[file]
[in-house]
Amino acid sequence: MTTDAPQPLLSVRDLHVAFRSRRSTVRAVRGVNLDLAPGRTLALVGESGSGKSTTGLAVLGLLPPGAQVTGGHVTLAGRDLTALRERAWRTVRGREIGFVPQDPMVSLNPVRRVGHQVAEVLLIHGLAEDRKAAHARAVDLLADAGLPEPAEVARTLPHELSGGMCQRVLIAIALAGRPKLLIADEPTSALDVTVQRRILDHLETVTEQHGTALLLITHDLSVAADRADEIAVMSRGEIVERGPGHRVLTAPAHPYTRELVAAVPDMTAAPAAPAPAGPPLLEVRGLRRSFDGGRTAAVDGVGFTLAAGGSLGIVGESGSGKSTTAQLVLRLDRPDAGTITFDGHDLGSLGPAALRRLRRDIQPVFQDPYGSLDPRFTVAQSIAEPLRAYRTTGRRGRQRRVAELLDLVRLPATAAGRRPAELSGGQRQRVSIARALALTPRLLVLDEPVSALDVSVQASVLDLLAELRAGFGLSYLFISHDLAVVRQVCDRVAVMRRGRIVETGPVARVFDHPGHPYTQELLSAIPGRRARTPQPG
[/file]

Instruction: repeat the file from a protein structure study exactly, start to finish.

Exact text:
[in-house]
Amino acid sequence: MTTDAPQPLLSVRDLHVAFRSRRSTVRAVRGVNLDLAPGRTLALVGESGSGKSTTGLAVLGLLPPGAQVTGGHVTLAGRDLTALRERAWRTVRGREIGFVPQDPMVSLNPVRRVGHQVAEVLLIHGLAEDRKAAHARAVDLLADAGLPEPAEVARTLPHELSGGMCQRVLIAIALAGRPKLLIADEPTSALDVTVQRRILDHLETVTEQHGTALLLITHDLSVAADRADEIAVMSRGEIVERGPGHRVLTAPAHPYTRELVAAVPDMTAAPAAPAPAGPPLLEVRGLRRSFDGGRTAAVDGVGFTLAAGGSLGIVGESGSGKSTTAQLVLRLDRPDAGTITFDGHDLGSLGPAALRRLRRDIQPVFQDPYGSLDPRFTVAQSIAEPLRAYRTTGRRGRQRRVAELLDLVRLPATAAGRRPAELSGGQRQRVSIARALALTPRLLVLDEPVSALDVSVQASVLDLLAELRAGFGLSYLFISHDLAVVRQVCDRVAVMRRGRIVETGPVARVFDHPGHPYTQELLSAIPGRRARTPQPG